Donald Tang '86, Chemical & Materials Engineering
Vice Chairman, Bear, Stearns & Co.
Chairman, Bear, Stearns, Asia
Nearly 25 years ago, Donald Tang found himself taking public transportation across Orange County on his way to daily English language classes in Mission Viejo.
“The bus to the school was full of retired senior citizens,” Tang says. “They rode every day to Laguna Beach to relax, shop and visit museums.”
Tang's fellow passengers grew interested in the Chinese teenager who was a daily companion on the bus. “They began talking to me, asking me questions, and before I knew it, I was speaking broken English,” he says. “I later realized I learned more English on that bus than I did at the thousand-dollar-a-month language school.”
Today, the 1986 chemical & materials engineering alumnus is a vice chairman of Bear, Stearns & Co. and chairman of Bear, Stearns, Asia. The same determination he employed to master the English language helped him conquer Wall Street as an investment banker. While on Wall Street, he established a widely recognized reputation for his finesse in structuring complex transactions, particularly between the United States and Asia.
But his initial journey to California from China was the result of a boyhood crush that would change his life.
“I was 14 when I first met my future wife, Jean, at a math competition,” he says.
Because she was a grade ahead of him, he devised a plan to win her heart by studying all summer and prevailing upon the school's dean to let him skip a grade. Tang had top scores in all subjects except English and chemistry but promised the dean he would improve with the help of the class deputy, who just happened to be Jean. Although not initially impressed, Jean was eventually won over by Tang's forthright determination.
“Then the unthinkable happened. Her whole family was moving, not to another city, but to America!” he says. With the same tireless resolve he would put to use multiple times during his life, Tang found an “emergency” number for the U.S. consul general's office and pleaded his case with the consul himself.
During Tang's first years in the United States, he learned English, married Jean, and the couple enrolled at Cal Poly Pomona — both majoring in chemical engineering.
“The most important thing for us to survive was to get good jobs. A doctor or lawyer required more schooling, but we could finish engineering degrees in four years,” he says, adding that he worked as many as 80 hours a week as a restaurant manager while taking 18 units a quarter.
They chose Cal Poly Pomona because it provided a “pragmatic, real-world education, and not just theory,” he says. “It was a happy campus and very diverse — people of different origins and colors coming together to gain real-life knowledge and exchange views.”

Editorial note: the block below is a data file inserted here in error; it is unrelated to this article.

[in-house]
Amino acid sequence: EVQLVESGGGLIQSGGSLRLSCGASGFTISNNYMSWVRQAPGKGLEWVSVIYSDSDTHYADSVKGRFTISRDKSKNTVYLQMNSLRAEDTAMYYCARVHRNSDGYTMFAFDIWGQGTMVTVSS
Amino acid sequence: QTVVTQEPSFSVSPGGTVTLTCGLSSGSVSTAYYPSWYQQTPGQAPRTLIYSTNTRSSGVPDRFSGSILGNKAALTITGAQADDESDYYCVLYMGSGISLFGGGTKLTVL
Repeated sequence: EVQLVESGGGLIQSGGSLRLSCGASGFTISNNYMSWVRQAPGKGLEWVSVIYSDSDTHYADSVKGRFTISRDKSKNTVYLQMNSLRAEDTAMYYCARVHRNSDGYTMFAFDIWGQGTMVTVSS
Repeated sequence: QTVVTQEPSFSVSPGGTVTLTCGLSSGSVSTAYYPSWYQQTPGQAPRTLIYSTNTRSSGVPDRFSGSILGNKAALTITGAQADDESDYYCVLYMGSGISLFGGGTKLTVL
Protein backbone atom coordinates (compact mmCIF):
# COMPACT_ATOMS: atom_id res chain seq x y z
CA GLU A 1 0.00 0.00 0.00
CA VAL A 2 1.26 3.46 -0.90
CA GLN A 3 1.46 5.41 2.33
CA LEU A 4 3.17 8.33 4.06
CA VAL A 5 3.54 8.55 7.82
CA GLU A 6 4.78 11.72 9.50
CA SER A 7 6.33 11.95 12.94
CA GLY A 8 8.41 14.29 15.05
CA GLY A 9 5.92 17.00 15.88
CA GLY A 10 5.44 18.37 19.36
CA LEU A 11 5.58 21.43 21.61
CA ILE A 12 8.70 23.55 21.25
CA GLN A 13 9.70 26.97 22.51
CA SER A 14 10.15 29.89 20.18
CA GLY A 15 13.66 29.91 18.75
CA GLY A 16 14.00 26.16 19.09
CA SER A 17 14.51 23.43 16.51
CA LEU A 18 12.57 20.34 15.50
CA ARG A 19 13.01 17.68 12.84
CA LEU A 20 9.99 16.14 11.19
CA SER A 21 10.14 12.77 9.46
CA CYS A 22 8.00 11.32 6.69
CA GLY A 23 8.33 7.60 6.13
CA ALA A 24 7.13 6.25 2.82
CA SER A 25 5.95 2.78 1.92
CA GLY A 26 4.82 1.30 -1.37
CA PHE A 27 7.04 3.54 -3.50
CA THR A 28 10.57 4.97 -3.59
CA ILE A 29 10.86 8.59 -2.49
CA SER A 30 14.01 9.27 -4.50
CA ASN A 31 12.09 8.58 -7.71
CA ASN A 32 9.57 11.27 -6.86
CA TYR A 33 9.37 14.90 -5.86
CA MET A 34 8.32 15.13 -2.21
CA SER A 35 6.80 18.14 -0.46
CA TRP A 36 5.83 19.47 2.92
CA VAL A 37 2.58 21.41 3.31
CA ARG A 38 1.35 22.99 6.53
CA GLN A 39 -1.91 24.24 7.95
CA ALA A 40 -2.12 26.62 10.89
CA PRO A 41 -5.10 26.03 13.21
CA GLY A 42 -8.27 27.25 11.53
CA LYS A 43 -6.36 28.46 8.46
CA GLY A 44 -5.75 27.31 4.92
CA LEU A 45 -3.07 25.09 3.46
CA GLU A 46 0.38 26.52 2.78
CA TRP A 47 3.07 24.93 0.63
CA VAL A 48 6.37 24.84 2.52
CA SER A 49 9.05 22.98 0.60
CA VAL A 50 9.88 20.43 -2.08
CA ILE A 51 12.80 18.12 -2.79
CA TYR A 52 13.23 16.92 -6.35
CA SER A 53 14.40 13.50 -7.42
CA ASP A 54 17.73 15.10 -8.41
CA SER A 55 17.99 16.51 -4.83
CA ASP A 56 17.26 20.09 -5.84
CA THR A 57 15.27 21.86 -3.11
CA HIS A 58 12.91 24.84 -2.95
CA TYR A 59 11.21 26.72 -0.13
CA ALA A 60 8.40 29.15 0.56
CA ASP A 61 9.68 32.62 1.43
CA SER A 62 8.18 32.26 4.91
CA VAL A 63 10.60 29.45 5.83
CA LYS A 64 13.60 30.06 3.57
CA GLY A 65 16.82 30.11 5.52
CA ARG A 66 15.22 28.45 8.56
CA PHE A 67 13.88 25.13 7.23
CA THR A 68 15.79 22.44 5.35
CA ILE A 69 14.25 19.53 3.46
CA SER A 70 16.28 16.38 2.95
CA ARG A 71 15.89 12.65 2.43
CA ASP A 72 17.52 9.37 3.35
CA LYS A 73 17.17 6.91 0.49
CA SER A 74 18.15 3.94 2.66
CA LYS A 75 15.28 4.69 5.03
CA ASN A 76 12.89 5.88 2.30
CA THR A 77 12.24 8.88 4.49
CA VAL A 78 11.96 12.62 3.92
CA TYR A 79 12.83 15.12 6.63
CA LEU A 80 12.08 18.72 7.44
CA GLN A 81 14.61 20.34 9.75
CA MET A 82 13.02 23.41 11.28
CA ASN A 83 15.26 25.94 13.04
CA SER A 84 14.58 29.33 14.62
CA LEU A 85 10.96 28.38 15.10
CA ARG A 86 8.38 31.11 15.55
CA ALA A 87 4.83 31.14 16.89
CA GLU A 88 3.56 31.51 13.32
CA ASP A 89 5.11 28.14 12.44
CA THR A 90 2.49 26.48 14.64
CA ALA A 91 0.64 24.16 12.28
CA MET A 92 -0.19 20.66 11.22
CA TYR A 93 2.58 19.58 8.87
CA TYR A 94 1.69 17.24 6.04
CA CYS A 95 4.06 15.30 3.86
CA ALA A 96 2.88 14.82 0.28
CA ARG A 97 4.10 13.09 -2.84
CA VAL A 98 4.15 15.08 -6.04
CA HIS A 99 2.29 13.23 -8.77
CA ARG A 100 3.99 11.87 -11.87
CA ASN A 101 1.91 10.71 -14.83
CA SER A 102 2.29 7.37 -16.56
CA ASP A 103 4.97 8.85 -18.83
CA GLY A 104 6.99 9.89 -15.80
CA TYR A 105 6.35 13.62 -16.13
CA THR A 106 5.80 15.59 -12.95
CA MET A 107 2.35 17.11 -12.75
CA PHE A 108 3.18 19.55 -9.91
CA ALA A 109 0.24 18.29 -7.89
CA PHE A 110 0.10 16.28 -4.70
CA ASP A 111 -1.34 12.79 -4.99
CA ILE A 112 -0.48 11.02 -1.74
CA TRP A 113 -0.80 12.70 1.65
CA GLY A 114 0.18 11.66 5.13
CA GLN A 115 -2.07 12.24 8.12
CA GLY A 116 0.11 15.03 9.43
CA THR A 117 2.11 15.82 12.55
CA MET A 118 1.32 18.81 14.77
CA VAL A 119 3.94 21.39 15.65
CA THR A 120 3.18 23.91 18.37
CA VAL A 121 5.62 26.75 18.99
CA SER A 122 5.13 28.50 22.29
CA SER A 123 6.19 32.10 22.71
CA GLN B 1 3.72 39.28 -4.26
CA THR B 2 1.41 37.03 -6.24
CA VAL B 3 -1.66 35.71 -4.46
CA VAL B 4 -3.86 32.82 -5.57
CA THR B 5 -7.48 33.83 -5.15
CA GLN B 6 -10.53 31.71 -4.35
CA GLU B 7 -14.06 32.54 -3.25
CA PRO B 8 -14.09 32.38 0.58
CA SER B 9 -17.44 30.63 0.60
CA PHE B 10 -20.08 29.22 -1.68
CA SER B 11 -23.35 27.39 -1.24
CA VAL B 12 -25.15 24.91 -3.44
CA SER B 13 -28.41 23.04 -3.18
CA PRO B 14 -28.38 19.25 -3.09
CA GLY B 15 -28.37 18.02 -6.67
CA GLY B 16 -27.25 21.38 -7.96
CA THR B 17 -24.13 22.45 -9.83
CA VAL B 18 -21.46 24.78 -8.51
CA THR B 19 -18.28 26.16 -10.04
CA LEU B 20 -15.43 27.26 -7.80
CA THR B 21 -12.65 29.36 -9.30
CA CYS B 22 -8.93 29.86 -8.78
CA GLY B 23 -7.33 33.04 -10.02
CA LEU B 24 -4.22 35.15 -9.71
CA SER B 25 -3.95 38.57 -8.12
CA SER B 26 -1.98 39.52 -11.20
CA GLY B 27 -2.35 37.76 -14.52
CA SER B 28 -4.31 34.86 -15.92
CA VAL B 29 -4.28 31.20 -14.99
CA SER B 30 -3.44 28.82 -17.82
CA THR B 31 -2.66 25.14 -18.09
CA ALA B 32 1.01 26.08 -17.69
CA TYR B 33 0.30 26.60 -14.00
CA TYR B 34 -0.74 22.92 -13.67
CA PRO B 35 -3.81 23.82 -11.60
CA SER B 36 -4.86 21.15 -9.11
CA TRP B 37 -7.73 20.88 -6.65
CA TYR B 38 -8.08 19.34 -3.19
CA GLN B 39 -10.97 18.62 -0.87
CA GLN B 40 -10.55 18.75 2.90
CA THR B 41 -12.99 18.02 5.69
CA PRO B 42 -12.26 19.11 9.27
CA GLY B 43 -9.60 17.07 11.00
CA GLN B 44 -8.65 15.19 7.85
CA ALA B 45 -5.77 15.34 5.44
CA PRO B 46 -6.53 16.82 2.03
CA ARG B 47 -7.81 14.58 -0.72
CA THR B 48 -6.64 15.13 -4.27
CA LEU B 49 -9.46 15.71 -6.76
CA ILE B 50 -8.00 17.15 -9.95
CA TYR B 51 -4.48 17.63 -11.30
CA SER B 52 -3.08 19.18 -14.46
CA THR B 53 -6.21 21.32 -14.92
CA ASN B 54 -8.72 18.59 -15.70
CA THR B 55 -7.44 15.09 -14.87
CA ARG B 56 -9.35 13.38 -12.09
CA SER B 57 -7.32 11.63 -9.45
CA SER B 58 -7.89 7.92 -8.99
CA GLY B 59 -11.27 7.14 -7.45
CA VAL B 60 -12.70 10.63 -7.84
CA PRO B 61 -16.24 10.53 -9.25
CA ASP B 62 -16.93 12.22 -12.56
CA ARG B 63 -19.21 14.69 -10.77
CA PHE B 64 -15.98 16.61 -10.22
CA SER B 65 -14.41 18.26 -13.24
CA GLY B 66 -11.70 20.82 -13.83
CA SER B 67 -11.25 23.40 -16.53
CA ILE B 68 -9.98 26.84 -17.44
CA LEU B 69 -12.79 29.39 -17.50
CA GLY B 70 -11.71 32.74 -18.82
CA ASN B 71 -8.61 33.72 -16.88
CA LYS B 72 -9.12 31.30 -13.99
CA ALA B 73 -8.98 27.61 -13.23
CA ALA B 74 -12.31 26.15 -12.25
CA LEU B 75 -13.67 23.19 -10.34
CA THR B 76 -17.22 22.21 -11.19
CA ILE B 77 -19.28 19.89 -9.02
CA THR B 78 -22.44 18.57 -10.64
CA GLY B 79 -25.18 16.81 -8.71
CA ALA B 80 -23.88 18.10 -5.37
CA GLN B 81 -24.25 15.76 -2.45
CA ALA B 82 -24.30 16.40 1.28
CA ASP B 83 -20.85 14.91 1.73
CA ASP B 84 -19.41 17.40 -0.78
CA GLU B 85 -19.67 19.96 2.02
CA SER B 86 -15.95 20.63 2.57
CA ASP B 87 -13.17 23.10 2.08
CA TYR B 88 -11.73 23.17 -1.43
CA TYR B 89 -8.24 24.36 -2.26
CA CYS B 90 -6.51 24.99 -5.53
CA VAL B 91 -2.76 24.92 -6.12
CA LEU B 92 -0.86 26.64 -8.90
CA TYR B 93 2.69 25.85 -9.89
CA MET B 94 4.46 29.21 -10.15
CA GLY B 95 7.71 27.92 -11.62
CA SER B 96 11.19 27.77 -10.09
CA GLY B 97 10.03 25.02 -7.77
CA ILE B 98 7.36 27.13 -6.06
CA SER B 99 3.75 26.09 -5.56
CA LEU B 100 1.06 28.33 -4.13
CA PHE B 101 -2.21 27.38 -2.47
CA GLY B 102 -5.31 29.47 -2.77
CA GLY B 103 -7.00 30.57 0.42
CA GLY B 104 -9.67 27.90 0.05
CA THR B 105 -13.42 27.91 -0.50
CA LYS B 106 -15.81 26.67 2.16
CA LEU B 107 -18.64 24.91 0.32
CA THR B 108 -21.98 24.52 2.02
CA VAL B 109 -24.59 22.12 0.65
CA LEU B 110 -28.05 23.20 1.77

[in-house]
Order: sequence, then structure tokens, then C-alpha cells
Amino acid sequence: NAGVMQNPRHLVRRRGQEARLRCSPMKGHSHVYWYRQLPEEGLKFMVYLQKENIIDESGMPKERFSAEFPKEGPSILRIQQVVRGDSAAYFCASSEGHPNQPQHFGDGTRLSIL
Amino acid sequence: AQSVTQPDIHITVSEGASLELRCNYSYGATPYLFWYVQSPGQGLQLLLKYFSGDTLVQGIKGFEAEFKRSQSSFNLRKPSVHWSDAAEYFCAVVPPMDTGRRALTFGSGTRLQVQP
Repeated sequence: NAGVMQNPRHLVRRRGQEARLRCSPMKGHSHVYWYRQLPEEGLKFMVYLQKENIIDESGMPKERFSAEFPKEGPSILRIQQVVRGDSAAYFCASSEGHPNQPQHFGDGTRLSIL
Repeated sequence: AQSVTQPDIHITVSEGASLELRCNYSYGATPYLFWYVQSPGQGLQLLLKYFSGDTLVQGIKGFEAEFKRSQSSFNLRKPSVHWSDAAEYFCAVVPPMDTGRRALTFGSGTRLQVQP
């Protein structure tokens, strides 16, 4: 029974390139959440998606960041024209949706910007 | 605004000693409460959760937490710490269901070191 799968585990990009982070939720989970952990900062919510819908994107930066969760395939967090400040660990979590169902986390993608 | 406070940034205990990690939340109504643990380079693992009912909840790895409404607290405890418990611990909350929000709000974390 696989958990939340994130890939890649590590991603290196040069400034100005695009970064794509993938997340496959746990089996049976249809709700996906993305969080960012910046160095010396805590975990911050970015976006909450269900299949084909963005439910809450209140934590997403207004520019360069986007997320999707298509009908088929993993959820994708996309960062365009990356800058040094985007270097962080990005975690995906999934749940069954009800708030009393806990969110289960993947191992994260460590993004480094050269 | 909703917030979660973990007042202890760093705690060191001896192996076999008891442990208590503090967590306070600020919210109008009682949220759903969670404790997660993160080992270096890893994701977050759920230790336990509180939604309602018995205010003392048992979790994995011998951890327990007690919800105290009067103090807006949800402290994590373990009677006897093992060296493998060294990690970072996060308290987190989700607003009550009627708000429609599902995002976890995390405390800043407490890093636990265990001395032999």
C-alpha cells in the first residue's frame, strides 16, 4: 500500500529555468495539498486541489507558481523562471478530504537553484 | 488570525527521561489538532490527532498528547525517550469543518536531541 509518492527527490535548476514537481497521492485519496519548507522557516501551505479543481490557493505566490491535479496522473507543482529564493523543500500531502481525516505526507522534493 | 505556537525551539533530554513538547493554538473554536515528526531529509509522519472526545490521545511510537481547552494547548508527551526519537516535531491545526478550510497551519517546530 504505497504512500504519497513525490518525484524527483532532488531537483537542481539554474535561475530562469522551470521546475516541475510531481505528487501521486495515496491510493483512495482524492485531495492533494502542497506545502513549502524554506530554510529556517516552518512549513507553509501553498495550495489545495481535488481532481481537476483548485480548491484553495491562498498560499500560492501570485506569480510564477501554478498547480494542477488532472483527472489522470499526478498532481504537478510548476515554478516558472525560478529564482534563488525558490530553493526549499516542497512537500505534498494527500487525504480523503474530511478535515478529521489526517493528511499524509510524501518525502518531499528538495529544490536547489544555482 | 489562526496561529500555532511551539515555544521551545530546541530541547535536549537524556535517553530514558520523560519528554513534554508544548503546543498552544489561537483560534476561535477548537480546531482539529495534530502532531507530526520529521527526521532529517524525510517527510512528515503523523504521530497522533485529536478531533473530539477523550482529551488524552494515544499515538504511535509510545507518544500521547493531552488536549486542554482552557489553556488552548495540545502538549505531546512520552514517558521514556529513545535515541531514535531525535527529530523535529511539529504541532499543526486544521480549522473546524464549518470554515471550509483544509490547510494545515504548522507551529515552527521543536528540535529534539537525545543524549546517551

When they graduated, Jean found a job right away, but Tang went on 50 interviews and never scored an engineering job. The indiscreet look on his face when he'd hear that the engineering salary was less than his restaurant job must not have helped matters.
“Jean brought her salary home every two weeks, and my sole responsibility was to deposit it. Between unsuccessful job interviews, I watched soaps on TV,” Tang says.
However, a financial-markets TV channel caught his attention, and he began to study the stock market. He opened a Merrill Lynch account and did quite well.
“After a month of day-trading, my broker called and said, ‘you're pretty good at this — how would you like to be a broker?'”
His restaurant experience had given him the confidence to launch his new career, and he quickly earned the trust and respect of his superiors with his tenacity and ambition. He learned on the job and credits much of his success to the mentors who bet on him, even as a newcomer.
“I was enthusiastic enough to embrace anything in front of me, and after a while, I started to take calculated risks, which requires passion and confidence in who you are and what you're doing,” says Tang. “I acquired a lot of knowledge through failures, too, but if you work extra hard, opportunities will not miss you.”
Several years ago, Tang moved back to California, applying his full-speed ahead style to fostering relationships among different cultures within the region and abroad. As chairman of the Asia Society of Southern California, he arranged a trip last year accompanying leaders of the Los Angeles Urban League to meet with leaders in China. He also hosts high-ranking Asian officials and helps them experience and understand the Southland's cultural mix, which in turn provides opportunities for people both in California and China. The Los Angeles Times recently profiled Tang and his long list of inter-cultural efforts, stating: “Tang blew into town in 2001 and set to work using the sprawling, ethnically diverse city as a Petri dish for improving relations between China, his homeland, and the United States, his adopted home.”
“Sometimes people have insecurities, but if you apply those insecurities in a good way, you will have success. For me, it's the fear of letting people down,” says Tang, who recalls the folks on the bus, the consul, his professors, his mentors on Wall Street and his family. “I want to prove people were right to have confidence in me.”
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